© 2016. American Geophysical Union. All Rights Reserved. The three-dimensional distribution of the paralarvae of the complex Sthenoteuthis oualaniensis-Dosidicus gigas (Cephalopoda: Ommastrephidae) was analyzed at the northern limit of the shallow oxygen minimum zone in the Eastern Tropical Pacific in April 2012. The upper limit of the oxygen minimum water (∼44 μmol/kg or 1 mL/L) rises from ∼100 m depth in the entrance of the Gulf of California to ∼20 m depth off Cabo Corrientes. Most of the paralarvae of this complex, dominated by D. gigas, were concentrated in the Gulf entrance, between the thermocline (∼20 to ∼50 m depth) and the sea surface, in the warmest ( > 19°C) oxygenated ( > 176 μmol/kg) layer. The highest abundance of paralarvae was detected in an anticyclonic eddy (∼120 km diameter and > 500 m deep), which contained lower-salinity water ( <35 g/kg), consistent with formation in the California Current. Lower paralarvae abundance was recorded further south off Cabo Corrientes, where hypoxic layers were elevated as water shoaled nearshore. Almost no paralarvae were found in the north of the study area beyond the strong salinity front (∼34.8-35.4 g/kg) that bounded the anticyclone. These results showed an affinity of the paralarvae for lower-salinity, oxygenated water, illustrated by the influence of the mesoscale anticyclonic eddy and the salinity front in their distribution. Based on this study, it can be concluded that the expansion of the depth range of hypoxic water observed in the Eastern Tropical Pacific may be increasing environmental stress on the paralarvae by vertically restricting their habitat, and so affecting their survival.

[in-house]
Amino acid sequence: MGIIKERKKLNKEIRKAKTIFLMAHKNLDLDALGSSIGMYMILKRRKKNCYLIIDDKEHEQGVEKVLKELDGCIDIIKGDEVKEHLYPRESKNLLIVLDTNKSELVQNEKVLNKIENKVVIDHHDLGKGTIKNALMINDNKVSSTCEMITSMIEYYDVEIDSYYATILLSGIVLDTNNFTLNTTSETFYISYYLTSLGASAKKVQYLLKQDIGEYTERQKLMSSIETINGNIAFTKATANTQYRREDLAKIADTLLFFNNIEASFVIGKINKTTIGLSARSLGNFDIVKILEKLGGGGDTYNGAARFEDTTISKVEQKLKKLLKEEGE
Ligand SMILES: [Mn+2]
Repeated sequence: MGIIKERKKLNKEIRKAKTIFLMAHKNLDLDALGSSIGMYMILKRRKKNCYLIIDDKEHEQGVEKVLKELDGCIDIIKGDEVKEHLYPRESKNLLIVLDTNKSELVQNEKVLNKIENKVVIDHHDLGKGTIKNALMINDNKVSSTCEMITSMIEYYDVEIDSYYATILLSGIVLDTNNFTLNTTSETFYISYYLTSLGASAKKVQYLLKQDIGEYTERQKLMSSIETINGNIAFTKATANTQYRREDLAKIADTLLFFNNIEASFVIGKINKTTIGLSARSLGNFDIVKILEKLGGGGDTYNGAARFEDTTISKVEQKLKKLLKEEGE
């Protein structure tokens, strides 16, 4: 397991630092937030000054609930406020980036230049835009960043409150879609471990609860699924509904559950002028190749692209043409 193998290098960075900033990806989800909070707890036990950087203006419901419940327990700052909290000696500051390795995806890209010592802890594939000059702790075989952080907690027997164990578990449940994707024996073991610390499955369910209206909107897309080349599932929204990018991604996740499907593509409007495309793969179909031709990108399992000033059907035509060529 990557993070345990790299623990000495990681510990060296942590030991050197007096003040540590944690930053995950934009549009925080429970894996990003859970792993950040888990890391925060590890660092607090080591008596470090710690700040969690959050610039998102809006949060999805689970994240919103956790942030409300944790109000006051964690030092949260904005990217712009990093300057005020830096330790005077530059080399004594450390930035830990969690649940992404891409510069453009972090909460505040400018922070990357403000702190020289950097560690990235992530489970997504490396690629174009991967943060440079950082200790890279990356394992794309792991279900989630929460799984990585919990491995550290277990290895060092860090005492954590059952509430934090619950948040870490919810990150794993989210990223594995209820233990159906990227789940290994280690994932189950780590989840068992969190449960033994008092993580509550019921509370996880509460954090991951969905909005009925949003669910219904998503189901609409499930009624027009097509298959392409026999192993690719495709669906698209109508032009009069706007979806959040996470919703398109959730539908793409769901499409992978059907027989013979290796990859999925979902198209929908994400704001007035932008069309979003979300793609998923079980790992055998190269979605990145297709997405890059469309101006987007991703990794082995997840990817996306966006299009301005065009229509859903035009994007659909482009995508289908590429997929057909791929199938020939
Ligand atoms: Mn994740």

Sánchez-Velasco, L., Ruvalcaba-Aroche, E. D., Beier, E., Godínez, V. M., Barton, E. D., Díaz-Viloria, N., & Pacheco, M. R. (2016). Paralarvae of the complex Sthenoteuthis oualaniensis-Dosidicus gigas (Cephalopoda: Ommastrephidae) in the northern limit of the shallow oxygen minimum zone of the Eastern Tropical Pacific Ocean (April 2012). Journal of Geophysical Research: Oceans, 1998-2015. https://doi.org/10.1002/2015JC011534